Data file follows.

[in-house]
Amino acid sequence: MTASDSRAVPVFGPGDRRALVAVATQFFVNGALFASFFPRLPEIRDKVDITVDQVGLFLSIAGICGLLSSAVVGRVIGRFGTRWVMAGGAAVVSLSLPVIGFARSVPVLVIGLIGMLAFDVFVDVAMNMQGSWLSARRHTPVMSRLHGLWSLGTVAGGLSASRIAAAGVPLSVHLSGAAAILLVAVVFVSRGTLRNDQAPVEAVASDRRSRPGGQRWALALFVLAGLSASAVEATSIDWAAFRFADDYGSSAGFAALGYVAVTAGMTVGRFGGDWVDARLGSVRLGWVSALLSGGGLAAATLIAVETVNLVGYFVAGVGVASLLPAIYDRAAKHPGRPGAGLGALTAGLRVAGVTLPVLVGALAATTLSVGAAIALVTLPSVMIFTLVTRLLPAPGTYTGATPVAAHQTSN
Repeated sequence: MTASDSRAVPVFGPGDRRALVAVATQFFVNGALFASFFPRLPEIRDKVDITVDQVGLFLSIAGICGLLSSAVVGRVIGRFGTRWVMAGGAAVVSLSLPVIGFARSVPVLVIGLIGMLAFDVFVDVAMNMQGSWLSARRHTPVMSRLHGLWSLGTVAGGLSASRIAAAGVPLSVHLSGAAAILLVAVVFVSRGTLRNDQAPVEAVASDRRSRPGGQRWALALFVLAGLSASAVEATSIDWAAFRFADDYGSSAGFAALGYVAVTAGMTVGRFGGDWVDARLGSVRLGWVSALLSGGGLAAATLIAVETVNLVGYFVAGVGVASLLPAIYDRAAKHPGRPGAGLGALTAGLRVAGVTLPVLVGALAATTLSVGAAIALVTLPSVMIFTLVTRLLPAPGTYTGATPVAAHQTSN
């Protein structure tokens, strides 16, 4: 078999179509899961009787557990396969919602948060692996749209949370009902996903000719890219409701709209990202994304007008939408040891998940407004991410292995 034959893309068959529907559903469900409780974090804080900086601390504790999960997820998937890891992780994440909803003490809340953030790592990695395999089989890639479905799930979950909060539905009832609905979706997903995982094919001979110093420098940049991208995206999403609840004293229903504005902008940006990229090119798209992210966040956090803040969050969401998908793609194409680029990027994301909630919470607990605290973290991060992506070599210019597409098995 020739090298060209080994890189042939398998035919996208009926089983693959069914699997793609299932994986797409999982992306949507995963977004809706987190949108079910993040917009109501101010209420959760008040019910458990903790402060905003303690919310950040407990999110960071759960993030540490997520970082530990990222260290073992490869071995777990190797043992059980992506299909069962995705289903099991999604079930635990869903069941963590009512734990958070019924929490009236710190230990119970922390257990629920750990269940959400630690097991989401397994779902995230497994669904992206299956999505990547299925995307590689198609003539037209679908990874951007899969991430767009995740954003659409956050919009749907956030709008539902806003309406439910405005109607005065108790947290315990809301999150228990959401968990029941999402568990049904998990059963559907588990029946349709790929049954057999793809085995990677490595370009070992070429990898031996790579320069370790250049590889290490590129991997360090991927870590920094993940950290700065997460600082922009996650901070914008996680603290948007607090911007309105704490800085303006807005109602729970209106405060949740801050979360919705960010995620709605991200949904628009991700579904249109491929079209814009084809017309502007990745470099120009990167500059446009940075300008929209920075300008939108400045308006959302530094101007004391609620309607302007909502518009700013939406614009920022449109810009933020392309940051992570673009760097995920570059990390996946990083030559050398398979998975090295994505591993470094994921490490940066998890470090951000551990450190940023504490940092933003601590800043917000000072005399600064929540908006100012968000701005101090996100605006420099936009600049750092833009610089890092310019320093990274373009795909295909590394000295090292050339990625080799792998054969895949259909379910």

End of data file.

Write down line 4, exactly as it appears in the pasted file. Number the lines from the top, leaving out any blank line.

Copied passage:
């Protein structure tokens, strides 16, 4: 078999179509899961009787557990396969919602948060692996749209949370009902996903000719890219409701709209990202994304007008939408040891998940407004991410292995 034959893309068959529907559903469900409780974090804080900086601390504790999960997820998937890891992780994440909803003490809340953030790592990695395999089989890639479905799930979950909060539905009832609905979706997903995982094919001979110093420098940049991208995206999403609840004293229903504005902008940006990229090119798209992210966040956090803040969050969401998908793609194409680029990027994301909630919470607990605290973290991060992506070599210019597409098995 020739090298060209080994890189042939398998035919996208009926089983693959069914699997793609299932994986797409999982992306949507995963977004809706987190949108079910993040917009109501101010209420959760008040019910458990903790402060905003303690919310950040407990999110960071759960993030540490997520970082530990990222260290073992490869071995777990190797043992059980992506299909069962995705289903099991999604079930635990869903069941963590009512734990958070019924929490009236710190230990119970922390257990629920750990269940959400630690097991989401397994779902995230497994669904992206299956999505990547299925995307590689198609003539037209679908990874951007899969991430767009995740954003659409956050919009749907956030709008539902806003309406439910405005109607005065108790947290315990809301999150228990959401968990029941999402568990049904998990059963559907588990029946349709790929049954057999793809085995990677490595370009070992070429990898031996790579320069370790250049590889290490590129991997360090991927870590920094993940950290700065997460600082922009996650901070914008996680603290948007607090911007309105704490800085303006807005109602729970209106405060949740801050979360919705960010995620709605991200949904628009991700579904249109491929079209814009084809017309502007990745470099120009990167500059446009940075300008929209920075300008939108400045308006959302530094101007004391609620309607302007909502518009700013939406614009920022449109810009933020392309940051992570673009760097995920570059990390996946990083030559050398398979998975090295994505591993470094994921490490940066998890470090951000551990450190940023504490940092933003601590800043917000000072005399600064929540908006100012968000701005101090996100605006420099936009600049750092833009610089890092310019320093990274373009795909295909590394000295090292050339990625080799792998054969895949259909379910």